Dodgers Team News

Dodgers News: Mookie Betts Says ‘Everybody Was’ Aware of Boston’s Sign-Stealing in 2018

When the Red Sox beat the Dodgers in the 2018 World Series, it was the second straight year Los Angeles lost the Fall Classic at home. As we found out later, it was also the second straight year they were beat by a team that would eventually be disciplined for sign-stealing infractions that occurred during their championship seasons.

The Astros, of course, received harsh punishment for their brazen scheme to pass along signs in real time by way of banging on a trash can, a scheme they used throughout the 2017 regular season and the postseason. General manager Jeff Luhnow was suspended for the 2020 season and subsequently fired by owner Jim Crane; Luhnow has not worked in baseball since. Manager AJ Hinch was also suspended for 2020 and fired by Crane; he was hired as the Tigers manager prior to the 2021 season. In addition, Houston was fined $5 million and forfeited their first two picks in the 2020 and 2021 drafts.

The Red Sox had a different scandal that was much more limited in scope. In the commissioner’s report on Boston’s situation, it was reported that JT Watkins, the team’s video replay coordinator, had expanded his scouting role — in which he used game film to try to decipher other teams’ signs in between games — to include that same sign-deciphering in real-time. When he learned something, he would pass the information along to the team, and it would be used with a runner on second base to help relay signs to the hitter. Everything about it was legal except the “real-time” element, which was expressly forbidden. Watkins was suspended for the 2020 season, and he went back to work for the Red Sox as a scout afterwards.

The Dodgers hired Watkins this offseason to assist hitters with their hitting game plans. He won’t have access to live video, just as he didn’t in his roles with Boston after his suspension. Mookie Betts, who was on that Red Sox team and is now one of the stars of the Dodgers, was asked recently if he was aware at the time that Watkins was using real-time video, as Dylan Hernandez reports in the Los Angeles Times.

“Yeah,” Betts said Sunday, “everybody was.”

However, Betts said the Red Sox didn’t use the sign-stealing system in the World Series against the Dodgers. The Red Sox batted .353 with runners in scoring position in the series, which they won, four games to one.

The Red Sox were found by the commissioner’s office to have employed the illegal sign-stealing program only in the 2018 regular season, as the investigation uncovered insufficient evidence to conclude they also cheated in the 2018 playoffs or the 2019 regular season.

In that 2018 regular season, Betts claimed, the scheme was infrequently used.

“Every now and …” Betts started to say. “It’s kind of hard to remember.”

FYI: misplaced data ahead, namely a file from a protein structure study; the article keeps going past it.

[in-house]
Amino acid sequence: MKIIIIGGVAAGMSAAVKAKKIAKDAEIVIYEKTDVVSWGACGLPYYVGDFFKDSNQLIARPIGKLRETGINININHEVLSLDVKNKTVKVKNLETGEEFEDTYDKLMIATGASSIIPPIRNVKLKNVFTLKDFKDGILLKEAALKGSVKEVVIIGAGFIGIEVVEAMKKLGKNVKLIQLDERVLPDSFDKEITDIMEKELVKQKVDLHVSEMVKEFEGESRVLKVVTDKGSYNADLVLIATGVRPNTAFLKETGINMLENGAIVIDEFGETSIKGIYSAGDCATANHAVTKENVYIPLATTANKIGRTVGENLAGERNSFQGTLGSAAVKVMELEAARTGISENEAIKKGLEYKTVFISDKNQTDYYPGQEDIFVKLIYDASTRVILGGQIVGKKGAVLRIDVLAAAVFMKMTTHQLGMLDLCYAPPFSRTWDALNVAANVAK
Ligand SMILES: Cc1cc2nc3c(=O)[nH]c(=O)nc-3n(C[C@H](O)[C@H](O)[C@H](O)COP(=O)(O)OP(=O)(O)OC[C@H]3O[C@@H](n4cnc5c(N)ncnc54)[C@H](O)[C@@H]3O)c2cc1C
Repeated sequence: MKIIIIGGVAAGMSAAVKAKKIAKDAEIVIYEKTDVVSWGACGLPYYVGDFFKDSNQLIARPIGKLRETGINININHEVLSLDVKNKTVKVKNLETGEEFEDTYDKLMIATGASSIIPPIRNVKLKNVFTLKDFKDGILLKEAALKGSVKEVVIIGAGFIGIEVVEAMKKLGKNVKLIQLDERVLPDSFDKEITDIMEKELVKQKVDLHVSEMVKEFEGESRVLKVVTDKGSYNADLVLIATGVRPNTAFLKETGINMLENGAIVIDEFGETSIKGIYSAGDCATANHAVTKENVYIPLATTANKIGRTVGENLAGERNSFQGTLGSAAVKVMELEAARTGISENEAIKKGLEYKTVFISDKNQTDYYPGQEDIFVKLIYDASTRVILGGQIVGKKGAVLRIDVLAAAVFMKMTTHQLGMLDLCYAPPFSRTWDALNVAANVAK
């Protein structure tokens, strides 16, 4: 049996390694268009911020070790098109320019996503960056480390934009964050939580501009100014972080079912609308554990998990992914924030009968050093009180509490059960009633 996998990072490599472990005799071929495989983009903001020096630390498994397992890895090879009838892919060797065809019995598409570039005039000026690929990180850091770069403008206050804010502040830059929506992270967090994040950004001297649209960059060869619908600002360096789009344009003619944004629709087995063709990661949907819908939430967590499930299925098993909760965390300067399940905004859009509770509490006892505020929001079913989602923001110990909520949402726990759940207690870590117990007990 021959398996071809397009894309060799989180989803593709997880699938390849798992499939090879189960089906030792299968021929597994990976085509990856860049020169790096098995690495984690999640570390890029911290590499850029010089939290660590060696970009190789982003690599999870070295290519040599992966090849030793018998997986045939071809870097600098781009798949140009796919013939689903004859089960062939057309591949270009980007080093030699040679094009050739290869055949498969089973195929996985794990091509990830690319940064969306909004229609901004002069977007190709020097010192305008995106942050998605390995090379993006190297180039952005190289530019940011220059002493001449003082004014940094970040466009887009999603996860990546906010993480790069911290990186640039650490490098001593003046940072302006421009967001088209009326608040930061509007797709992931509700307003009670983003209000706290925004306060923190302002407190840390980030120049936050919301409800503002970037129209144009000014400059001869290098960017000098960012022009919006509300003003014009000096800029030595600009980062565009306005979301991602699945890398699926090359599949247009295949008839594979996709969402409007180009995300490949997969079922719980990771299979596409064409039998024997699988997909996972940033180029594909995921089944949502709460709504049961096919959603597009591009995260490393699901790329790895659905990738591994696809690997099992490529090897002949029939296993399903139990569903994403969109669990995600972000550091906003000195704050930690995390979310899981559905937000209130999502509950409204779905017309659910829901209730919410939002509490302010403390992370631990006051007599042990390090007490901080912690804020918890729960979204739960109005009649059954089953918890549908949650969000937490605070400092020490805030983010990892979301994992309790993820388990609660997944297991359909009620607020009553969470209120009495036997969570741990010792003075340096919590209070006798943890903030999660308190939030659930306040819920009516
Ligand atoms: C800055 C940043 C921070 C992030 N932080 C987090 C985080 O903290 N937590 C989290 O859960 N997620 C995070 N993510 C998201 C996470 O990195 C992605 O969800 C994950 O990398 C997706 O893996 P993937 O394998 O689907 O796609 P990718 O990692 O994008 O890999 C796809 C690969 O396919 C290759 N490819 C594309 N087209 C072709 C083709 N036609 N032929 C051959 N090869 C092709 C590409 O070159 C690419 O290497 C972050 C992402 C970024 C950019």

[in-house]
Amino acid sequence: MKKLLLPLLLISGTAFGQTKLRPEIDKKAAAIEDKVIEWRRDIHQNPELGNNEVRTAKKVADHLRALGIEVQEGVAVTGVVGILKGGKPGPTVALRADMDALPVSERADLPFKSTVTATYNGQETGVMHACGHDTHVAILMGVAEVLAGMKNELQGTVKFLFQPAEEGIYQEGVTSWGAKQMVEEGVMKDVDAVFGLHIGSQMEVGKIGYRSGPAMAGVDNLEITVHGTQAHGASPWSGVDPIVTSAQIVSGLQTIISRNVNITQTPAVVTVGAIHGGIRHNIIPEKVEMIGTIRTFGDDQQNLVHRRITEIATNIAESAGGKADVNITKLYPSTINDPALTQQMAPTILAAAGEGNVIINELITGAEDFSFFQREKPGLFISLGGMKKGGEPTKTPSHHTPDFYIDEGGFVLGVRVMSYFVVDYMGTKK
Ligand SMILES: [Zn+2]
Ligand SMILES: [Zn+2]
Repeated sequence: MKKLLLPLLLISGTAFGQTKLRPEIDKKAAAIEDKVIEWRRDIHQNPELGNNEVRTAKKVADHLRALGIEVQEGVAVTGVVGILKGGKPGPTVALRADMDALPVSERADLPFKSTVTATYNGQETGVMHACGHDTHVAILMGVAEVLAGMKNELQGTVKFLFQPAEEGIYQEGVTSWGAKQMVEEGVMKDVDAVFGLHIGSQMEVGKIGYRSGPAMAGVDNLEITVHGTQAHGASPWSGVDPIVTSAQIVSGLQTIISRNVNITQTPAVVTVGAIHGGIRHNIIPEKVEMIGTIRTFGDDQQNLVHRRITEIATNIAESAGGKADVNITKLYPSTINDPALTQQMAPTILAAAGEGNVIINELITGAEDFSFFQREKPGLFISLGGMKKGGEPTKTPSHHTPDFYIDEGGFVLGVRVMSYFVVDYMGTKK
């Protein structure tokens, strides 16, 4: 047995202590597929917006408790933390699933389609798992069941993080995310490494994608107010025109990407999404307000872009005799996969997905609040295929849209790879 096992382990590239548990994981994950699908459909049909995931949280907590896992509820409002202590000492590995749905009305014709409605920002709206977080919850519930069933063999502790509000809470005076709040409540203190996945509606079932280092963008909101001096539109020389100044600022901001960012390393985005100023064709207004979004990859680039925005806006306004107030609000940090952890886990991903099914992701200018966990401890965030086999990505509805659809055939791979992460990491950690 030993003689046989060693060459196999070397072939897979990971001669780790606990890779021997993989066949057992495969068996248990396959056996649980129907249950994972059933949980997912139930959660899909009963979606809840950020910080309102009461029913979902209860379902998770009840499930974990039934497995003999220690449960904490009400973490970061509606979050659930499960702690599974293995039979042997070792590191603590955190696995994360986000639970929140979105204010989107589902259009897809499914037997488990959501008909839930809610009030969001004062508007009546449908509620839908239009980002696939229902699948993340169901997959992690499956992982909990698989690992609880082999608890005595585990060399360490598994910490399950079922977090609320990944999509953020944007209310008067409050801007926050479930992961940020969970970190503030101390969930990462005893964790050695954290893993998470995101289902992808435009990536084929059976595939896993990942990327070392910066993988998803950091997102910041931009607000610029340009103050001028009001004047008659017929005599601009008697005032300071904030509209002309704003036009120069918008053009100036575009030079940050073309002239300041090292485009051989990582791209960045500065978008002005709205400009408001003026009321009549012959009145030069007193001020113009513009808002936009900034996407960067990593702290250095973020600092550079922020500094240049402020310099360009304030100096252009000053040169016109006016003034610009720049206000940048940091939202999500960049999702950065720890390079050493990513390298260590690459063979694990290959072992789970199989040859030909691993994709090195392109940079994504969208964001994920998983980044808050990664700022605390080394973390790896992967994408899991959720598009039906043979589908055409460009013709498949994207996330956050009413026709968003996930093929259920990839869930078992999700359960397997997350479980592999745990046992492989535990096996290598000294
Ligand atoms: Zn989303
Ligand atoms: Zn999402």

So this wasn’t a daily practice?

“No!” Betts said with a smile. “This is what I’m trying to say. People are trying to make it like we’re cheating. Give us credit. We had a good team. Give us some credit. We had Cy Young winners. We had MVPs. We had Gold Glove winners. We had Silver Sluggers. We had all that. Take that into account.”

As the commissioner’s report said, the cheating by Boston was more limited in scope and impact because it only worked if and when A) Watkins was able to decipher the signs in real time, and B) when there was a runner on second base to look at the signs and relay them to the hitter. As everyone except those blinded by fandom down in southeast Texas understands, it was significantly different from using cameras to steal unencoded signs and passing them along in real-time. Nearly 79% of Houston’s plate appearances in 2017 came without a runner on second, meaning when the opposing team had no reason (or so they thought) to use sign sequences instead of simple signs.

Still, this is new information from Betts, that he and others were aware Watkins was bending the rules in 2018. We have no way of knowing how often Watkins’ scheme was employed; 21.5% of Boston’s plate appearances that year came with a runner on second base, but the unknowns include how often Watkins tried to decipher signs in real-time and how often he succeeded.

As Dave Roberts said last week and Commissioner Manfred confirmed, the Dodgers were one of several teams investigated after 2018 and there was no wrongdoing found. It’s disappointing that there was cheating going on in baseball, though, and it’s at least a little disappointing to find out Betts and others knew about it and didn’t do anything to stop it.

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Jeff Snider

Jeff was born into a Dodgers family in Southern California and is now raising a Dodgers family of his own in Utah. During his previous career as an executive at a technology company, he began writing about baseball in his spare time. After leaving corporate America in 2014, he started doing it professionally. Jeff wrote and edited for Baseball Essential for years before joining Dodgers Nation. He's also the co-host of the Locked On Dodgers podcast, a daily podcast that brings the smart fan's perspective on our Boys in Blue. Jeff has a degree in English from Brigham Young University. Favorite Player: Clayton Kershaw Favorite Moment: Kirk Gibson's homer will always have a place, but Kershaw's homer on Opening Day 2013 might be the winner.

One Comment

  1. It sounds like some fans are trying to justify certain cheating. But, but…. their cheating was worse. Betts was right. Everyone was doing it then. Not to mention what the pitchers were using, etc..Just own it and move forward.

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